Although whole-lake sedimentation models have been developed for natural lakes, they may not apply to reservoirs due to differing physical, morphological, and hydrodynamic characteristics along a reservoir's longitudinal axis. We measured sedimentation rates immediately below the photic zone and near the sediment surface in a polymictic reservoir's riverine and lacustrine regions to identify transport mechanisms influencing sediment resuspension during an annual cycle. Lake-wide regression models revealed that wind-induced mixing depths explained 20% of sediment resuspension variability. However, site-specific mixing depth models explained 30% of sediment resuspension variability at a lacustrine station. Inverse relationships between mixing depth and sediment resuspension suggested that wind-induced mixing entrained deep-water advective river sediments into the photic zone rather than resuspending deposited sediments. Maximum mixing depths calculated from strong wind events never exceeded site depths, supporting this hypothesis. Lake-wide and site-specific mixing depth models were not improved by considering short-duration, strong wind events, suggesting that episodic winds did not generate enough momentum to effectively deepen mixing depths. Lake-wide regression models indicated that river discharge (r2= 0.19) was a better predictor of sediment resuspension than mixing depth. Site specific discharge models explained 44% and 30% of sediment resuspension variability at 2 riverine stations, emphasizing the influence of horizontal advection in riverine regions. River discharge and wind-induced mixing influenced sediment resuspension at one sampling station only, indicating that the site may have been located in the transition region. Future reservoir sedimentation models should incorporate weighting factors to appropriately represent sediment transport mechanisms along a reservoir's longitudinal axis.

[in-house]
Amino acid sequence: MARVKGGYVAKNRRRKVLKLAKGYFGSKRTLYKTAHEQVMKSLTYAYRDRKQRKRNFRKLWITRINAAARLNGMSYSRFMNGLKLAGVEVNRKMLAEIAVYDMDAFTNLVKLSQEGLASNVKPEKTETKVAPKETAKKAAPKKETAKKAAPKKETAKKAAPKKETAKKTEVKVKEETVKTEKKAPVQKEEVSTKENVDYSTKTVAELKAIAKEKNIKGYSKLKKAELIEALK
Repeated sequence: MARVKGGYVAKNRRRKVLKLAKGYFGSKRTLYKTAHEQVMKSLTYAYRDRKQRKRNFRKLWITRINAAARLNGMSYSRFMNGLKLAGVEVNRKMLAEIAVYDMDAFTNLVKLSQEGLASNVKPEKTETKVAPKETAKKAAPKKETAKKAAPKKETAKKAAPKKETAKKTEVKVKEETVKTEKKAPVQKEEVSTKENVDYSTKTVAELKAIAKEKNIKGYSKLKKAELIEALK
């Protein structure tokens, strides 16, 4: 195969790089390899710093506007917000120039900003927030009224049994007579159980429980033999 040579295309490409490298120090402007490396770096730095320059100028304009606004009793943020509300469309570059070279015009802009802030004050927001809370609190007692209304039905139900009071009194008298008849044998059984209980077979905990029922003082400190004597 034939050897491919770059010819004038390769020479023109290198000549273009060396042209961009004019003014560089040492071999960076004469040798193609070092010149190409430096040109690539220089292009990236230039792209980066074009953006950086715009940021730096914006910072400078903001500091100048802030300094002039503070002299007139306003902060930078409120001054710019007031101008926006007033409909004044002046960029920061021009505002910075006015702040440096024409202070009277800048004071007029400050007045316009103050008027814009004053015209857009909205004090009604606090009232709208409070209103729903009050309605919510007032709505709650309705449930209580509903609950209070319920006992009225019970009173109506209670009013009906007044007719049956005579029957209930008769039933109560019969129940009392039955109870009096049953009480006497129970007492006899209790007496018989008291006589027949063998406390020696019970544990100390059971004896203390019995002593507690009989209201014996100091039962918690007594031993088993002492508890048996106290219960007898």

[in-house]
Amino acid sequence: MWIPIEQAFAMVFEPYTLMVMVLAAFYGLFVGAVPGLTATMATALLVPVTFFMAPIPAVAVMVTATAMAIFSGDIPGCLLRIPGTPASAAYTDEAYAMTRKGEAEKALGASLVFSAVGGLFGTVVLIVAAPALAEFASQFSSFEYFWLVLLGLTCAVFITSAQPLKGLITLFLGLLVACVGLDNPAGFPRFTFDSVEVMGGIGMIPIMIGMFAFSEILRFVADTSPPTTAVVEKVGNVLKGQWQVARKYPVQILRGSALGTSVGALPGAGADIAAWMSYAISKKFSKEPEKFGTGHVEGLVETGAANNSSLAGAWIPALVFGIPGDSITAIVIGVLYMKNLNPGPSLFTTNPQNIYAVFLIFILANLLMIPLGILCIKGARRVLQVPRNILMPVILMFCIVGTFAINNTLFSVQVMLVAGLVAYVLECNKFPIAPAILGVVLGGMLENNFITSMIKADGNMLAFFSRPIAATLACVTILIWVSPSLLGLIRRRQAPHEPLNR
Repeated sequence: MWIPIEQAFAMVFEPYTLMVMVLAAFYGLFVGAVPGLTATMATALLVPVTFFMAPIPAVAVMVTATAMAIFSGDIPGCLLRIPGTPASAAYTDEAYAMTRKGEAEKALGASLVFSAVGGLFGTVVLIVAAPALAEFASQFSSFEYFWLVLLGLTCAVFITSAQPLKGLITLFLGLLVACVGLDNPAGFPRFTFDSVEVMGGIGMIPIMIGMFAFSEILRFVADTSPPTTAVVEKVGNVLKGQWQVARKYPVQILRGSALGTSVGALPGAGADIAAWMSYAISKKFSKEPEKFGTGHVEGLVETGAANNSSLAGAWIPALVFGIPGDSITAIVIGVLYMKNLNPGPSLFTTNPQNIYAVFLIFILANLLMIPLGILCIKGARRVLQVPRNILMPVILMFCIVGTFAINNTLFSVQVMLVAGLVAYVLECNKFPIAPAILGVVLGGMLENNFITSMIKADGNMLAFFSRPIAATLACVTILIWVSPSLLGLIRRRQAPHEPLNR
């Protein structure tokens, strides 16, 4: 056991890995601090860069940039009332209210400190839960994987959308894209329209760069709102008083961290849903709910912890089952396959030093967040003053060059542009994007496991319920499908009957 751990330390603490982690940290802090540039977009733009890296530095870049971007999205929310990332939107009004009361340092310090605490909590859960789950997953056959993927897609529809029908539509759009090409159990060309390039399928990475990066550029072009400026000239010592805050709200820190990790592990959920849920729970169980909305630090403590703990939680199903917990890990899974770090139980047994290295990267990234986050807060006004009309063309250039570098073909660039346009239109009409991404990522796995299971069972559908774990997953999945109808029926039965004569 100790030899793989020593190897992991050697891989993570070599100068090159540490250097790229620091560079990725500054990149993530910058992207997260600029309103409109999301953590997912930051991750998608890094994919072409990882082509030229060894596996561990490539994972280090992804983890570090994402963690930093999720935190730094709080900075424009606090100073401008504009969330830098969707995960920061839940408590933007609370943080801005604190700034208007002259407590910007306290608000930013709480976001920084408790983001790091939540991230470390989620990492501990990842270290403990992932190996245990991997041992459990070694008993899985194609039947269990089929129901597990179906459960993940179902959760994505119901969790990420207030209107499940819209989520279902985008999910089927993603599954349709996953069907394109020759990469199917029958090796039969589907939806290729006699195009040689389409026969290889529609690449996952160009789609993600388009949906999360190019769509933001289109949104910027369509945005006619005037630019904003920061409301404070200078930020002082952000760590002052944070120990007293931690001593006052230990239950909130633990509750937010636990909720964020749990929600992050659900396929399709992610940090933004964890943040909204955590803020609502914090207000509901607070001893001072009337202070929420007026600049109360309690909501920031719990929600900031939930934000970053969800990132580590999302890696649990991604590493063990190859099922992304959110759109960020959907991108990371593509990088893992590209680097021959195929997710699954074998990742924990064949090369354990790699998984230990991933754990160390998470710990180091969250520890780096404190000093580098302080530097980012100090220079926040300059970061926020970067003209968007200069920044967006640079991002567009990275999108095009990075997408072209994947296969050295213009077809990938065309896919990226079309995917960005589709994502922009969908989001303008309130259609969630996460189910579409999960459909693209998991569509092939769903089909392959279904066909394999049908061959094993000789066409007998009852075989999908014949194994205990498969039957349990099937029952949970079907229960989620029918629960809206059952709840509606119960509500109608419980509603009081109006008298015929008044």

Bibliographical noteFunding Information:
We thank Lisa Vajdos, Bradley Christian, and Rodrigo Moncayo-Estrada for their efforts in the field and laboratory. We thank Dr. Joseph White, Jeffrey Back, and Jason Taylor for assistance with statistical analyses. We thank Tom Conry and the City of Waco (Texas) for project support. This research was funded by the Environmental Protection Agency through an ENSR, Inc. subcontract (#102200) to O. T. Lind. Partial funding was provided by the Folmar and Gardner Graduate Student Research Grants through Baylor University to C. T. Filstrup.
- horizontal advection
- wind mixing